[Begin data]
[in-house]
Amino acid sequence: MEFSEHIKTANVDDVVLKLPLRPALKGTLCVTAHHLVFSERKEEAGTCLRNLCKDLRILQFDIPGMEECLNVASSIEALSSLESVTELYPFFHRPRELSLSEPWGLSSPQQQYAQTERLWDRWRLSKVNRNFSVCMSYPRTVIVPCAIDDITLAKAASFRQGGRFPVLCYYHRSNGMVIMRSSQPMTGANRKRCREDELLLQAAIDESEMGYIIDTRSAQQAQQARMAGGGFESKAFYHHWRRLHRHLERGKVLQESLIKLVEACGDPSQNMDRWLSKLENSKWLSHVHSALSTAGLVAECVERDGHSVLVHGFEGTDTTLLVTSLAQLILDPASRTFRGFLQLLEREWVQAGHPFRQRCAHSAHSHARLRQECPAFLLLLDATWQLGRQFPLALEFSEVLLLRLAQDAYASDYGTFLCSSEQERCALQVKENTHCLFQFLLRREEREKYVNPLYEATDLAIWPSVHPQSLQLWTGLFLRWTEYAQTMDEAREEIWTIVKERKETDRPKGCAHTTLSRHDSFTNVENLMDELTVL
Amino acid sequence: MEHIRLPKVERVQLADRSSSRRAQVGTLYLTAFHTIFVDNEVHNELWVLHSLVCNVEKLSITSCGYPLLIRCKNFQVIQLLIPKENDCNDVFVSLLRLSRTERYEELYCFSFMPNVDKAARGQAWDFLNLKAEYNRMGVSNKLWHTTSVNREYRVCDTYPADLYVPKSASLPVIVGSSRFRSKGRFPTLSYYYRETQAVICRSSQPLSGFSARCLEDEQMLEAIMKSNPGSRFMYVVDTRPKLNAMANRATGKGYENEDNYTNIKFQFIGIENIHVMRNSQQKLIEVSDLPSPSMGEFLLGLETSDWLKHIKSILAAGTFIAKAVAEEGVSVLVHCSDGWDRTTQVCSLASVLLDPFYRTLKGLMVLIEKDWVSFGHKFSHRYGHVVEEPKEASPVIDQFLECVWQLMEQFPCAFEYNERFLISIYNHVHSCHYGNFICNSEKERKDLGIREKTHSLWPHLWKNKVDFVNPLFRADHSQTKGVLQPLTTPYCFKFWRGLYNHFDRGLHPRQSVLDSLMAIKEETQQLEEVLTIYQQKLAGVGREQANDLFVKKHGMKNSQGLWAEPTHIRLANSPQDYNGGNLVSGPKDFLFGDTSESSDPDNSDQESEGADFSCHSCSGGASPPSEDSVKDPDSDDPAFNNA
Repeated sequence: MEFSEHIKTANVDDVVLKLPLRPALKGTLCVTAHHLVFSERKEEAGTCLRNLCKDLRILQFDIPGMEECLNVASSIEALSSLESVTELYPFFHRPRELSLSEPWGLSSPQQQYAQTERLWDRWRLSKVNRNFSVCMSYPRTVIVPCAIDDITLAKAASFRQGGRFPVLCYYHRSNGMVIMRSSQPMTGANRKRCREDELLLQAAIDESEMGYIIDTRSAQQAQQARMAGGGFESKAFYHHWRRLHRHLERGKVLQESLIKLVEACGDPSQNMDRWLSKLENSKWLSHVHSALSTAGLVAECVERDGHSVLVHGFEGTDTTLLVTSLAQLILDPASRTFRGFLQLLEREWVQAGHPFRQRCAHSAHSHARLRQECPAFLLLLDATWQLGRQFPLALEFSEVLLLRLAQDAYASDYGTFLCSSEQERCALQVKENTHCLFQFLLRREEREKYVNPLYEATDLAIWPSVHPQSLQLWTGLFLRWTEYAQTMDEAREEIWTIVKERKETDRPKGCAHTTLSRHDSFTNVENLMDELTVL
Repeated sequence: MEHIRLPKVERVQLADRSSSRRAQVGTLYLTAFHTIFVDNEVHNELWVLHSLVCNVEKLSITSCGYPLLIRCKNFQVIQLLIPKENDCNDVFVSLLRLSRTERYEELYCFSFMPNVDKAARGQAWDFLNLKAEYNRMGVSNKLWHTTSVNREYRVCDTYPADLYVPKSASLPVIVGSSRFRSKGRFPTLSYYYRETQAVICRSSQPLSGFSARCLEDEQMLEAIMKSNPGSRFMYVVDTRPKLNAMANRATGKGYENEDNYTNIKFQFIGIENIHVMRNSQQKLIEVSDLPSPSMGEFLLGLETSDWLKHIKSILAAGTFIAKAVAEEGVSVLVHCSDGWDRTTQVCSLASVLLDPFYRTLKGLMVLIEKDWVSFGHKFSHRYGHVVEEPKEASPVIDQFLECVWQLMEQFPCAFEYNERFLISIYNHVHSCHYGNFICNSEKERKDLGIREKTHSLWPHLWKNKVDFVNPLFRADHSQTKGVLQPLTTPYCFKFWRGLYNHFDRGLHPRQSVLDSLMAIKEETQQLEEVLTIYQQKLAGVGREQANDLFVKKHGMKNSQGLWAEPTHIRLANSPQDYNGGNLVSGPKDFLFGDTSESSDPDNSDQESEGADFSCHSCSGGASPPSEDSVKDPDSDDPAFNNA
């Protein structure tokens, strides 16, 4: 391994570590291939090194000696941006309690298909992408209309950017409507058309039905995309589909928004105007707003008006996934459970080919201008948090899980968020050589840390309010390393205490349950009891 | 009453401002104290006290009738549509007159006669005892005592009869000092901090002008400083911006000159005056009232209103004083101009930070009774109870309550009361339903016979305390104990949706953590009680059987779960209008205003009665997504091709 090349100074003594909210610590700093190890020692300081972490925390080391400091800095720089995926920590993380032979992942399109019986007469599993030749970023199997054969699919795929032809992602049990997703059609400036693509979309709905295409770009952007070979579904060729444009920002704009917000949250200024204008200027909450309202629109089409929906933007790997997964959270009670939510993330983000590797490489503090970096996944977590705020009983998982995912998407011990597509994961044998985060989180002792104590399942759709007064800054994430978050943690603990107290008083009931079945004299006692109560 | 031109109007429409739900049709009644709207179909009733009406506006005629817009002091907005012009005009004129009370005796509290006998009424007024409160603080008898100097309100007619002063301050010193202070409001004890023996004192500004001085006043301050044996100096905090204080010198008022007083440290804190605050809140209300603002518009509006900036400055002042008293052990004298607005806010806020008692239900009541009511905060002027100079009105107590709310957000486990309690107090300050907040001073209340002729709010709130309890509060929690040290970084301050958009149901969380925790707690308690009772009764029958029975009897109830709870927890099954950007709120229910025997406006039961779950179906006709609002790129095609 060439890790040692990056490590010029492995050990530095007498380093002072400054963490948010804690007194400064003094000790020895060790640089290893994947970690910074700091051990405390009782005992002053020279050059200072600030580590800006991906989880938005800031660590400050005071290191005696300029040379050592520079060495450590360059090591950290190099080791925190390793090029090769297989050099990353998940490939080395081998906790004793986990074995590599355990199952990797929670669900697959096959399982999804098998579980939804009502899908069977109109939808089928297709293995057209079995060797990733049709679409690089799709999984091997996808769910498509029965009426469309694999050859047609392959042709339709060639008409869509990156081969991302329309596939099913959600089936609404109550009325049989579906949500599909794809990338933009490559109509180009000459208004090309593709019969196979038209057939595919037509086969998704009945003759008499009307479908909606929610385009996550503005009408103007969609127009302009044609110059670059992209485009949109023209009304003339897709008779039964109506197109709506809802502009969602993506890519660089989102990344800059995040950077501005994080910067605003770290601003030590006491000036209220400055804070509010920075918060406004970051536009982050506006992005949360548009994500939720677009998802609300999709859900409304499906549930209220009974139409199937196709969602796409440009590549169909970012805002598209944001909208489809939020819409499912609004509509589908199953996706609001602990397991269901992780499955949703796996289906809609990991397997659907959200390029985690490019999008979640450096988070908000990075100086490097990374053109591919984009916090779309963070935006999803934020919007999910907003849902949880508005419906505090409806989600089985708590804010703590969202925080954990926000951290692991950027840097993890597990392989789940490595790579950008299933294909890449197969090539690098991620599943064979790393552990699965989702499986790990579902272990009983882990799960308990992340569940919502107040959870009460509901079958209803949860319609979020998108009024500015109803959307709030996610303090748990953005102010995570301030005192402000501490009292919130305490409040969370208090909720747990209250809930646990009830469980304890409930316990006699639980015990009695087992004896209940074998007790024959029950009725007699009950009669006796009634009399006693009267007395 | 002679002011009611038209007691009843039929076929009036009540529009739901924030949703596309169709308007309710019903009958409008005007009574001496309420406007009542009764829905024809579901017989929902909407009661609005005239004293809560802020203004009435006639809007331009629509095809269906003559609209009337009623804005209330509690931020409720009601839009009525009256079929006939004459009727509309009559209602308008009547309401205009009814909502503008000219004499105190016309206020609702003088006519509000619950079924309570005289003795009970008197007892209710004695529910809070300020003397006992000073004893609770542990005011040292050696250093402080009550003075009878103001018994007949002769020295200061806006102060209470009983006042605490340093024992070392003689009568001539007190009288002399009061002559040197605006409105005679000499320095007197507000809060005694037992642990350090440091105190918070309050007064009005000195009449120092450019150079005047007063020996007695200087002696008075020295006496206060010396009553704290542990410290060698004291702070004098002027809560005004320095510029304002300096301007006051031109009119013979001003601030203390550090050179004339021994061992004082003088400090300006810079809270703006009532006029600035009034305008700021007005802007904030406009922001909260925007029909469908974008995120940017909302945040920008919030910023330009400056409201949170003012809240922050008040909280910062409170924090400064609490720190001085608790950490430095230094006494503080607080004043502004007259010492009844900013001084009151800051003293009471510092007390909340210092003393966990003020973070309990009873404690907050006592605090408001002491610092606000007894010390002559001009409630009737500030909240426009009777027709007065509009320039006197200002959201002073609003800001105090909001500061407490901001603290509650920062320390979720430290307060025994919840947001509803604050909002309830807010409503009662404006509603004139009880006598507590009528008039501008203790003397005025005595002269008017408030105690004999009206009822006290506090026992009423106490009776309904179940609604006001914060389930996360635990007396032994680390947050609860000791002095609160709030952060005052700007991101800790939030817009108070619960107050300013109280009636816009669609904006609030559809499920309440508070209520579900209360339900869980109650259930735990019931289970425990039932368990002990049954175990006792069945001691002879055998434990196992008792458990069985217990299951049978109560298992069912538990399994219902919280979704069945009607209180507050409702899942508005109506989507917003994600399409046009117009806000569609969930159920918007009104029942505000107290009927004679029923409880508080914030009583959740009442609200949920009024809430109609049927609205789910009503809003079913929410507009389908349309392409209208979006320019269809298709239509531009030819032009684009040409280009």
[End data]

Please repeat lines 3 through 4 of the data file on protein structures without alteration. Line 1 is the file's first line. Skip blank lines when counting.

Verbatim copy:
Amino acid sequence: MEHIRLPKVERVQLADRSSSRRAQVGTLYLTAFHTIFVDNEVHNELWVLHSLVCNVEKLSITSCGYPLLIRCKNFQVIQLLIPKENDCNDVFVSLLRLSRTERYEELYCFSFMPNVDKAARGQAWDFLNLKAEYNRMGVSNKLWHTTSVNREYRVCDTYPADLYVPKSASLPVIVGSSRFRSKGRFPTLSYYYRETQAVICRSSQPLSGFSARCLEDEQMLEAIMKSNPGSRFMYVVDTRPKLNAMANRATGKGYENEDNYTNIKFQFIGIENIHVMRNSQQKLIEVSDLPSPSMGEFLLGLETSDWLKHIKSILAAGTFIAKAVAEEGVSVLVHCSDGWDRTTQVCSLASVLLDPFYRTLKGLMVLIEKDWVSFGHKFSHRYGHVVEEPKEASPVIDQFLECVWQLMEQFPCAFEYNERFLISIYNHVHSCHYGNFICNSEKERKDLGIREKTHSLWPHLWKNKVDFVNPLFRADHSQTKGVLQPLTTPYCFKFWRGLYNHFDRGLHPRQSVLDSLMAIKEETQQLEEVLTIYQQKLAGVGREQANDLFVKKHGMKNSQGLWAEPTHIRLANSPQDYNGGNLVSGPKDFLFGDTSESSDPDNSDQESEGADFSCHSCSGGASPPSEDSVKDPDSDDPAFNNA
Repeated sequence: MEFSEHIKTANVDDVVLKLPLRPALKGTLCVTAHHLVFSERKEEAGTCLRNLCKDLRILQFDIPGMEECLNVASSIEALSSLESVTELYPFFHRPRELSLSEPWGLSSPQQQYAQTERLWDRWRLSKVNRNFSVCMSYPRTVIVPCAIDDITLAKAASFRQGGRFPVLCYYHRSNGMVIMRSSQPMTGANRKRCREDELLLQAAIDESEMGYIIDTRSAQQAQQARMAGGGFESKAFYHHWRRLHRHLERGKVLQESLIKLVEACGDPSQNMDRWLSKLENSKWLSHVHSALSTAGLVAECVERDGHSVLVHGFEGTDTTLLVTSLAQLILDPASRTFRGFLQLLEREWVQAGHPFRQRCAHSAHSHARLRQECPAFLLLLDATWQLGRQFPLALEFSEVLLLRLAQDAYASDYGTFLCSSEQERCALQVKENTHCLFQFLLRREEREKYVNPLYEATDLAIWPSVHPQSLQLWTGLFLRWTEYAQTMDEAREEIWTIVKERKETDRPKGCAHTTLSRHDSFTNVENLMDELTVL